The exhibition features more than 300 works from the two artists. There’s a wide representation of paintings, sculpture, film, photography, publishing and social media, immersive installations and new commissions.
Developed by the NGV and The Andy Warhol Museum in Pittsburgh with the participation of Ai Weiwei, the exhibition explores the significant influence of the two artists on modern art and contemporary life, focussing on the parallels, intersections and points of difference between their practices.
Not having a great knowledge of contemporary art, the exhibition proved a great learning experience for me.
I discovered for example, that each of the artists is recognised for their unique approach to notions of artistic value and studio production. Warhol’s Factory was legendary for bringing together artists and poets, film-makers and musicians, bohemians and intellectuals, ‘drag queens’, ‘superstars’ and socialites, and for the serial-production of silkscreen paintings, films, television, music and publishing.
The studio of Ai Weiwei is renowned for its interdisciplinary approach, post-industrial modes of production, engagement with teams of assistants and collaborators, and strategic use of communications technology and social media.
According to the NGV both artists have been equally critical in redefining the role of ‘the artist’ – as impresario, cultural producer, activist and brand – and both are known for their keen observation and documentation of contemporary society and everyday life.
More than 200 of Warhol’s most celebrated works are featured in the exhibitions including paintings and silk-screens such as Campbell’s Soup, Electric Chair, Mao, Elvis and Flowers. There are also celebrity portraits, sculpture and installations, and an extensive selection of film, music and publishing, including previously unseen works.
The exhibition also marks the most comprehensive representation of Weiwei’s work in Australia and features a number of new commissions including an installation from the Forever bicycles series, created using nearly 1500 bicycles, which takes pride of place in the gallery’s foyer.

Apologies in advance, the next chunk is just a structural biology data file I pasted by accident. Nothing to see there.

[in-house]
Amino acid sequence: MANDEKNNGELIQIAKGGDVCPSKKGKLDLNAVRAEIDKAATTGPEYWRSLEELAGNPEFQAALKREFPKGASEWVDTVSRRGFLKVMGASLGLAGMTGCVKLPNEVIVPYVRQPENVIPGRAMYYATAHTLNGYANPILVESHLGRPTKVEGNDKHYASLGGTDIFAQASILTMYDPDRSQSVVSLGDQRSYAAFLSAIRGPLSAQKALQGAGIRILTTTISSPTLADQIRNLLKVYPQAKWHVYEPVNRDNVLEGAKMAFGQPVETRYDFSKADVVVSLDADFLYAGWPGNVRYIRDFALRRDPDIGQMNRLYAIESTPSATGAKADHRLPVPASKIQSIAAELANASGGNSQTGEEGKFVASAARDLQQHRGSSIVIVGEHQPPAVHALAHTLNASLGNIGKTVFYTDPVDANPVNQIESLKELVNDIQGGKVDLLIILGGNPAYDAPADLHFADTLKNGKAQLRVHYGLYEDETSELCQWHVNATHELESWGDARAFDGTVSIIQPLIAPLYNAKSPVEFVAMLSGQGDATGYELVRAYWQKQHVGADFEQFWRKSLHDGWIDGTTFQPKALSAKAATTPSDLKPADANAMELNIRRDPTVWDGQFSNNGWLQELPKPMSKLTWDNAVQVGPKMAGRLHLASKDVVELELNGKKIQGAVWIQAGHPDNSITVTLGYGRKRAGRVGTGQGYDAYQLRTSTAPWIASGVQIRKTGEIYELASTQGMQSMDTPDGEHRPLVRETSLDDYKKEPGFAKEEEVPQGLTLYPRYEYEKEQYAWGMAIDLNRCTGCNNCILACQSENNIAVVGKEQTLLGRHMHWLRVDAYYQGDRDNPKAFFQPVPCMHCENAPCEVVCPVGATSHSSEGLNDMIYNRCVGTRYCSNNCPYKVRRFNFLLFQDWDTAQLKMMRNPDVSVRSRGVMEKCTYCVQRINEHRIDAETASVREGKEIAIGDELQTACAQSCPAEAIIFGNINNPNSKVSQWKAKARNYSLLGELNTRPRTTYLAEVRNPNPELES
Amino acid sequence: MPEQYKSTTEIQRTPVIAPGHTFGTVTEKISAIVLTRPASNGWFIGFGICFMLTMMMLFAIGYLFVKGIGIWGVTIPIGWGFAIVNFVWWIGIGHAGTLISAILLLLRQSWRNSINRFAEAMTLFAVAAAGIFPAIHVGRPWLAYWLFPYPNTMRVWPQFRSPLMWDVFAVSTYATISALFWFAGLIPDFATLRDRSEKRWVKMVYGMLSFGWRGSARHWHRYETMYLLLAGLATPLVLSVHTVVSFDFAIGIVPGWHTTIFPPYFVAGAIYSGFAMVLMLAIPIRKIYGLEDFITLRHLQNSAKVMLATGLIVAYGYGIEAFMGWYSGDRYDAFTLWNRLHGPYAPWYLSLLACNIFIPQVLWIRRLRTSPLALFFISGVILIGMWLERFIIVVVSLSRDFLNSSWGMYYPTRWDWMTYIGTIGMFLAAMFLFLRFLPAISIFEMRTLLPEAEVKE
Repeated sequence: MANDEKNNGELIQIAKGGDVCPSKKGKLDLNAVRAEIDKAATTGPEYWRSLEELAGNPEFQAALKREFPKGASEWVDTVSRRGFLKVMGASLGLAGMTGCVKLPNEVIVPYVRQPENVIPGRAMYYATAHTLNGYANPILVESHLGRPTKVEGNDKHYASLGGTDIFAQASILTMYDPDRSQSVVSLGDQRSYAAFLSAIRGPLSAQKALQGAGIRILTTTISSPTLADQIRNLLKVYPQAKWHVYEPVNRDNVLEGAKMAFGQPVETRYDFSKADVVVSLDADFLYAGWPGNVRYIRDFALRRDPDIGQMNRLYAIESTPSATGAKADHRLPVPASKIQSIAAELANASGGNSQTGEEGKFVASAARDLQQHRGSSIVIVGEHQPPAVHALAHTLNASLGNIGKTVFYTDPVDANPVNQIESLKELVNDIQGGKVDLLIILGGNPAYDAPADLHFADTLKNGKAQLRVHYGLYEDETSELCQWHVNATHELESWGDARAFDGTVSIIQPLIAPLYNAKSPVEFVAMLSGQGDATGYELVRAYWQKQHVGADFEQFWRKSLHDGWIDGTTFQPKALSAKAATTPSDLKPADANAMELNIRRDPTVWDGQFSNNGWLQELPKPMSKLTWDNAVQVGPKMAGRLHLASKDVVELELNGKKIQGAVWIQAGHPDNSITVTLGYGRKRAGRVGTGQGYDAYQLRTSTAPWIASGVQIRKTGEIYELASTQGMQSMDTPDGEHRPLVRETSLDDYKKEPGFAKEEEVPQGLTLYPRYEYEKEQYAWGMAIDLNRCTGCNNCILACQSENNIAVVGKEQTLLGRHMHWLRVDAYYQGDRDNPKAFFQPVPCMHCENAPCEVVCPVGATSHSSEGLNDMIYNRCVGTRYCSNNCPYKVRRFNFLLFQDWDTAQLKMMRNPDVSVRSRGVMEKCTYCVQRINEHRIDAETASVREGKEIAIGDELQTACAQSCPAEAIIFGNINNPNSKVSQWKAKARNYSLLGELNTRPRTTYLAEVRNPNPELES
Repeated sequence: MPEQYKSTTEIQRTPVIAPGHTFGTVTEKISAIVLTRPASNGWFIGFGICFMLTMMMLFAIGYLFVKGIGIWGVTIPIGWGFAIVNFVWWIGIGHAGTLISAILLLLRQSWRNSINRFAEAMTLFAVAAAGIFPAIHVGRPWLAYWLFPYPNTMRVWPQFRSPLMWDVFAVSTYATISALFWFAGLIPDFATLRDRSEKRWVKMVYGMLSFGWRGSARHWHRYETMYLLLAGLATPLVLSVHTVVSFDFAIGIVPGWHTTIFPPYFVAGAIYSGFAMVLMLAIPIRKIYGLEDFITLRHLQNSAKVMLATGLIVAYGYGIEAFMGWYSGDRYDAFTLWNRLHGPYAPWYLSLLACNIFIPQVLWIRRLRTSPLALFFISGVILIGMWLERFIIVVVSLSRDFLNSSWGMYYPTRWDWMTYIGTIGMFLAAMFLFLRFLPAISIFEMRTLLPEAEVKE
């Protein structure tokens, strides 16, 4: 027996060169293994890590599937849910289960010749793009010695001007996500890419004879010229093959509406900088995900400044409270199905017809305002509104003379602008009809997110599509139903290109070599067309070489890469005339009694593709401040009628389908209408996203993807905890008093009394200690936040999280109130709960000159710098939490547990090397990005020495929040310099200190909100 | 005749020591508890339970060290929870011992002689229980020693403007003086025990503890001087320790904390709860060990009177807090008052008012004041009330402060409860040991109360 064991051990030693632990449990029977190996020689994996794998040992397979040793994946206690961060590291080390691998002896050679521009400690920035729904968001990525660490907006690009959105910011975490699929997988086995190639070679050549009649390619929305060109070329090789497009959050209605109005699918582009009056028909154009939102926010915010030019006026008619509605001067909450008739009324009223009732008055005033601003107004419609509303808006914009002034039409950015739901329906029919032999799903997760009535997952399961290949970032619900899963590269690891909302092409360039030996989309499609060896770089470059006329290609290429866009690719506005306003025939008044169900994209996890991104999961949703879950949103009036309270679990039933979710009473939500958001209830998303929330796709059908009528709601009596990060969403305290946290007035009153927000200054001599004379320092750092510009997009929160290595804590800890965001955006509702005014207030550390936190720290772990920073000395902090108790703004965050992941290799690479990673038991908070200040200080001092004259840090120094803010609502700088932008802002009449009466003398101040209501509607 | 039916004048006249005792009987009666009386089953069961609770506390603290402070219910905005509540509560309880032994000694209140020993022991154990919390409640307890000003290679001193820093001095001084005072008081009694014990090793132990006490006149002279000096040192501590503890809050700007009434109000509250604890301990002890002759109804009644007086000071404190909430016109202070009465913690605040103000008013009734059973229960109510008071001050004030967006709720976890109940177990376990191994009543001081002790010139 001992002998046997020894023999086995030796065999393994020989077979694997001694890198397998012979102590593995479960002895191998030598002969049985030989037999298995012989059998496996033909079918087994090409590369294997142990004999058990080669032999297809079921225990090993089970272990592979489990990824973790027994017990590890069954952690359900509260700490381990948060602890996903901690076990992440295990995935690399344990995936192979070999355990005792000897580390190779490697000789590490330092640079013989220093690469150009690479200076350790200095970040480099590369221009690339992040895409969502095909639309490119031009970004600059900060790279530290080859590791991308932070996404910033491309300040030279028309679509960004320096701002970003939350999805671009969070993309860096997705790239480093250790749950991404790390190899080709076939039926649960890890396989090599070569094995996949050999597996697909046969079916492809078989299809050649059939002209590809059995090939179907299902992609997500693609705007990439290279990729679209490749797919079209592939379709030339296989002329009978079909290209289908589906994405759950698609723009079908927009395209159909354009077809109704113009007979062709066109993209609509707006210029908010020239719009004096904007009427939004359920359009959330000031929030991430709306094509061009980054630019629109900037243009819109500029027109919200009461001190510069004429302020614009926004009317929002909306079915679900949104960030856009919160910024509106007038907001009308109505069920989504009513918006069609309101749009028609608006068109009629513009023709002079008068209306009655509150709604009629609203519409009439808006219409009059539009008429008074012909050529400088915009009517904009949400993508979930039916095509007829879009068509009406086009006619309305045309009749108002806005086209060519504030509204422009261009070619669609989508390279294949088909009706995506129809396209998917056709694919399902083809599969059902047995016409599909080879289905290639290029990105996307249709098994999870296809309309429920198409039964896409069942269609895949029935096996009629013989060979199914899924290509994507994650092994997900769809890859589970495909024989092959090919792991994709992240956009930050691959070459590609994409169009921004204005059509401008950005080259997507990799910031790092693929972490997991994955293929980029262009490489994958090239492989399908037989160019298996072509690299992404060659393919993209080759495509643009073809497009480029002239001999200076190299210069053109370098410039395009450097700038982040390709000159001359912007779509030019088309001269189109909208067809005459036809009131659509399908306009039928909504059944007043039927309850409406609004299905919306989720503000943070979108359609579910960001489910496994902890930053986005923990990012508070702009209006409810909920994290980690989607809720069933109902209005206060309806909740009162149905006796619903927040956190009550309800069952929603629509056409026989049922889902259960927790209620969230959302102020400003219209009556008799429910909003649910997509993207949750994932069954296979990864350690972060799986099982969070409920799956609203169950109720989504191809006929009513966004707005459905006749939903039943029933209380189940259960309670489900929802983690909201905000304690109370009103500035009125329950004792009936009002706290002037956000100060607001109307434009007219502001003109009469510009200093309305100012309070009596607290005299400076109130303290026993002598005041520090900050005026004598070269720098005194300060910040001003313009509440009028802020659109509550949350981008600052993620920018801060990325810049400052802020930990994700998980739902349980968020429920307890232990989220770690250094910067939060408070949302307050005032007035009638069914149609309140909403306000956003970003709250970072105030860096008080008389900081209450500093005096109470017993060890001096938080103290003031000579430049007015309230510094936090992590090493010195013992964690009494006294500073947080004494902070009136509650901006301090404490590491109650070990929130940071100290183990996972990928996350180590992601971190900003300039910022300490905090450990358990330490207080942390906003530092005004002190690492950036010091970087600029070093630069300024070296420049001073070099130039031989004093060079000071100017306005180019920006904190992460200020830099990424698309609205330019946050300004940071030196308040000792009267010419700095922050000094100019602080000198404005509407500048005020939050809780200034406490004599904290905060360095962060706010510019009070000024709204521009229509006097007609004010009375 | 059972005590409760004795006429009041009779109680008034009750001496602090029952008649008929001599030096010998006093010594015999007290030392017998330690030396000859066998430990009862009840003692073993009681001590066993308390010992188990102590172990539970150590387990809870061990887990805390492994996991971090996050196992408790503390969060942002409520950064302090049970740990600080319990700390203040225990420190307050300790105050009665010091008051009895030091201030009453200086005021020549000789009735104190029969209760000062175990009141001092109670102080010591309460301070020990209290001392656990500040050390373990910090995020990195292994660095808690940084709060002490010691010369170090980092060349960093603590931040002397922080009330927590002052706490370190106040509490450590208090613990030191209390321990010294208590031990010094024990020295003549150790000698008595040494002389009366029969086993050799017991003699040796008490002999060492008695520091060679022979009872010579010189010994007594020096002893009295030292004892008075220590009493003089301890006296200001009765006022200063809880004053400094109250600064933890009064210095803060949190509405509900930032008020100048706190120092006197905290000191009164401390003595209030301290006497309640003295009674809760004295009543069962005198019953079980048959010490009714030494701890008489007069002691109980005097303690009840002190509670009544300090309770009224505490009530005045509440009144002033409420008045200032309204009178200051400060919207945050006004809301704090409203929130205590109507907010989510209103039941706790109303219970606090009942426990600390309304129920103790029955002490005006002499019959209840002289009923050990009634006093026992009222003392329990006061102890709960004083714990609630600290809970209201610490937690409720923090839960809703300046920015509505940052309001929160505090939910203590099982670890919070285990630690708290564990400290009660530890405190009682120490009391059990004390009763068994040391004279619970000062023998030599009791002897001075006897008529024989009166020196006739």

There’s also a major five metre-tall work from Ai’s Chandelier series of crystal and light; Blossom 2015, a spectacular installation in the form of a large bed of thousands of delicate, intricately designed white porcelain flowers; and a room-scale installation featuring portraits of Australian advocates for human rights and freedom of speech and information.
The exhibition has 10 themes – Icons & iconoclasm, New York / Beijing, The studio: Factory & FAKE, Duchamp & the readymade, Flowers, Life on film, Celebrity & social media, Cultural revolutions, The individual & the state, and Narrative, myth & memory which feature work by both artists.
While I didn’t necessary understand the philosophy or `the art’ behind some of the exhibits, I certainly left the exhibition far more educated about both men and their work.
Andy Warhol | Ai Weiwei is on display at NGV International ( 180 St Kilda Road Melbourne) until 24 April 2016. Tickets cost $26 adults, $22.50 concession, $10 for children and $65 for two adults and three children.
*Jenny Burns visited Andy Warhol | Ai Weiwei as a guest of the Gallery.
Other exhibitions currently on show in Melbourne include Manifesto at the Australian Centre for the Moving Image.